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Breaker 1/9: What happened to CB radios?

AskWaves explores this traditional staple of the trucking industry

Arguably no image is more closely associated with trucking than a driver with a CB radio in one hand and the steering wheel in the other as the truck roars down the highway.

Citizens band, or CB, radio, has been around since the 1940s but was popularized in the 1970s by movies like “Smokey and the Bandit,” “Breaker! Breaker!” and “Convoy.”

While CB radios are almost synonymous with the commercial trucking industry in the public imagination, trucking companies are not actually required by law to have one in each of their trucks.

“CBs are not and have never been ‘mandated,’ but carriers and drivers still use them occasionally as they are exempt from the Federal Motor Carrier Safety Administration’s smartphone ‘two-button press’ regulation,” said Dan Murray, senior vice president at the American Transportation Research Institute.

In the past, truckers often used CB radios as a way to communicate everything from where “Smokey” was hiding and waiting to hand out speeding tickets, to the location of accidents on the road, to complaints about their companies, marriage woes, and more.

FreightWaves recently conducted several surveys about CB radio usage among truckers. More than 32% of respondents said they still use CB radios all the time while driving, while 32% said they rarely use them. More than 17% of respondents said they never use the devices while driving.

So technological advances in GPS systems and the advent of smartphones and social media did not, after all, mean CB radios were all headed for the landfill.

“I won’t roll without one. A lot of people keep it on, but say almost nothing. The negative crap you hear about is once in a while in bigger city areas, and I just ignore them,” one truck driver said in a survey response. “Having a radio has saved me from being stuck behind wrecks and wasting hours, and at least once saved my life.”

Other respondents said there’s too much negative chatter on CB channels.

“Every time I turn it on, I turn it off 10 minutes later because the toxic crap someone starts to let out,” another driver said.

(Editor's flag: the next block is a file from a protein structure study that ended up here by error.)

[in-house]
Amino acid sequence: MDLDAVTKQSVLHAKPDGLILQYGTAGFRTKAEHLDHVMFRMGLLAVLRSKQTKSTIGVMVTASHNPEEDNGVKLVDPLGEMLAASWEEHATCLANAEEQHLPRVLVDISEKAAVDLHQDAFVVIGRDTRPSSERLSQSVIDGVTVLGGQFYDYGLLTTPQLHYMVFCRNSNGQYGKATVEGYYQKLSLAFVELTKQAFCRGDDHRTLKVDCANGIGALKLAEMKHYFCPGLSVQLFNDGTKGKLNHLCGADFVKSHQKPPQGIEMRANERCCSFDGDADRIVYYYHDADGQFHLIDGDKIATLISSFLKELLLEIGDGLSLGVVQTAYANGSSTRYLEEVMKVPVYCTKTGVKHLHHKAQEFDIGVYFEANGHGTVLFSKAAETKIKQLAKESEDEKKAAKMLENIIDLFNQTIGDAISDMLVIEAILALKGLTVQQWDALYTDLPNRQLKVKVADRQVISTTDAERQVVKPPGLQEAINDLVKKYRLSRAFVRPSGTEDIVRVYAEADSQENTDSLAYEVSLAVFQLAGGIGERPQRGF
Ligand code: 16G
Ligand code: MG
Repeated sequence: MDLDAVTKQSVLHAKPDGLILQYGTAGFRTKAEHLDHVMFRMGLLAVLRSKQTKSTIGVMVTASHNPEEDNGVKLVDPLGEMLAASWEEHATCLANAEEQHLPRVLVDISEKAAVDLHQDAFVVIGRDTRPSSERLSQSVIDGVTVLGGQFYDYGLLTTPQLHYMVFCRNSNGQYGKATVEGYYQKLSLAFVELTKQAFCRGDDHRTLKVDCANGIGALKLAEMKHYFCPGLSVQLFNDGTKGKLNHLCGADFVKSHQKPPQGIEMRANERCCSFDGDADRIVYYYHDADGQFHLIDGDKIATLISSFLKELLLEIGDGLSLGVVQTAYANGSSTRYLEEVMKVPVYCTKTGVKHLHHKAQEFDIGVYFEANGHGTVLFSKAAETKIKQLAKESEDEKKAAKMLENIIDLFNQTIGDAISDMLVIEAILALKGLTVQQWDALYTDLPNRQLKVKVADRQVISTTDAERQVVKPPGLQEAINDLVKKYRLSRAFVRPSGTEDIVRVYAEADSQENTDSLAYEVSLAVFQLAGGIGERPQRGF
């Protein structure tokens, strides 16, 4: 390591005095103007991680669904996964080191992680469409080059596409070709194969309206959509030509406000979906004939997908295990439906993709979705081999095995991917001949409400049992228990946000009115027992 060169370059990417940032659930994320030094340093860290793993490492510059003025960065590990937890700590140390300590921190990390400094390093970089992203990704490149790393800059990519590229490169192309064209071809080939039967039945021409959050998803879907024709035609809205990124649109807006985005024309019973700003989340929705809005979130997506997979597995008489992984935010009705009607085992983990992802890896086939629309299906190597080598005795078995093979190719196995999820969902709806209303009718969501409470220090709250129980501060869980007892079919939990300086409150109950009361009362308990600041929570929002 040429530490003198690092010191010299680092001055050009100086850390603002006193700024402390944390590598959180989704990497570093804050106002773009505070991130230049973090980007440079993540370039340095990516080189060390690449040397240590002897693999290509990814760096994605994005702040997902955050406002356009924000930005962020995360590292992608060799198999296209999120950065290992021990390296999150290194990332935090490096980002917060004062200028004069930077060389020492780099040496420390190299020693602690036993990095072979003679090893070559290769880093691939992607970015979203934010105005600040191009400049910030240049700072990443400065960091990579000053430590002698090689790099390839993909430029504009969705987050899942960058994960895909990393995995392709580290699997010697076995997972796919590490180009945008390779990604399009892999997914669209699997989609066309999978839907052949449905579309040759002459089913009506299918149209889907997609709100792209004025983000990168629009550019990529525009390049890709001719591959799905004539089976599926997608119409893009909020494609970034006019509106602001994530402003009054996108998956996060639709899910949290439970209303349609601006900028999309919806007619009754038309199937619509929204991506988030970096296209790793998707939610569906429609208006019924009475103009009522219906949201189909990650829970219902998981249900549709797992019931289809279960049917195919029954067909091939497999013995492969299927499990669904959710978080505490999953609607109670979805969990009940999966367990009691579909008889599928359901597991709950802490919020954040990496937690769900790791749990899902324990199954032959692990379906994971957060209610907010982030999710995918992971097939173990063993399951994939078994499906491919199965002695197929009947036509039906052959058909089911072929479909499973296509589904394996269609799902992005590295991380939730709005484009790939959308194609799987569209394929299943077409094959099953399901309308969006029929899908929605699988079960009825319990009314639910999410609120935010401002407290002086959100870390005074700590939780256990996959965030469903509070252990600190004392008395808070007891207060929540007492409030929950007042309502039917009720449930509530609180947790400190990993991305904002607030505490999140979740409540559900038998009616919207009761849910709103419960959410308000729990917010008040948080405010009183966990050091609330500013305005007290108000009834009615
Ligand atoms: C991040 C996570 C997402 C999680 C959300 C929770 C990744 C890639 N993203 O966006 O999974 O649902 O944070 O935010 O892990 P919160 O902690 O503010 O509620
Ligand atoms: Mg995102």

Other responses included:

  • “I run oversized with escorts, so I have to have one. When I’m empty I still run it just in case. I also run a VHF radio and I communicate with my steer using that. Much less interference and longer range. More and more oversized drivers and escorts are beginning to use that.”
  • “They are a necessity for gravel trucks and oversize guys, everyone else just talks smack or warns drivers about road conditions/wrecks/lane closures.”
  • “It depends on the type of truck. Oilfield, dump trucks, and scrap haulers will always have CBs, because they use them to communicate with loader operators and scale houses.”
  • “I use it when traffic stops or I’m at a shipper. Got tired of road rage and weird stuff over CB.”
  • “I always have mine on in case someone tells me about some hazard ahead or to communicate during traffic caused by a crash. But I don’t casually talk to people on it.”
  • “My trainer had a CB. It was annoying the entire time and that probably turned me off forever.”
  • “Seems the younger the driver, the less likely they’ll have a CB radio. I have one, but only because it was a gift from my late uncle who believed every driver needs one. I have only turned it on twice within a couple months. That said, it’s invaluable when traffic is stalled and you don’t know why. When I see a hazard on the opposite side of the interstate, I shout it out for a few miles over the CB to warn other drivers.”

It used to be that truckers used handles when they talked on the radio. Truckers also had their own lingo to describe everything from the type of trucks on the road to nicknames for police.

According to FreightWaves research, some of the truck driver CB radio lingo from the past included:

  • Alligator: blown tire in road.
  • Back off the hammer: slow down.
  • Bear: police officer.
  • Blew my doors off: passed with great speed.
  • Care bear: construction police.
  • Cash register: toll booth.
  • Chicken coop: weigh station.
  • Comic book: trucker’s log book.
  • CB Rambo: all talk, no show.
  • 10-4: OK copy.
  • 10-10 on the side: cease talking but continue to listen.
  • 10-20: location.
  • 10-33: emergency.


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Noi Mahoney

Noi Mahoney is a Texas-based journalist who covers cross-border trade, logistics and supply chains for FreightWaves. He graduated from the University of Texas at Austin with a degree in English in 1998. Mahoney has more than 20 years experience as a journalist, working for newspapers in Florida, Maryland and Texas. Contact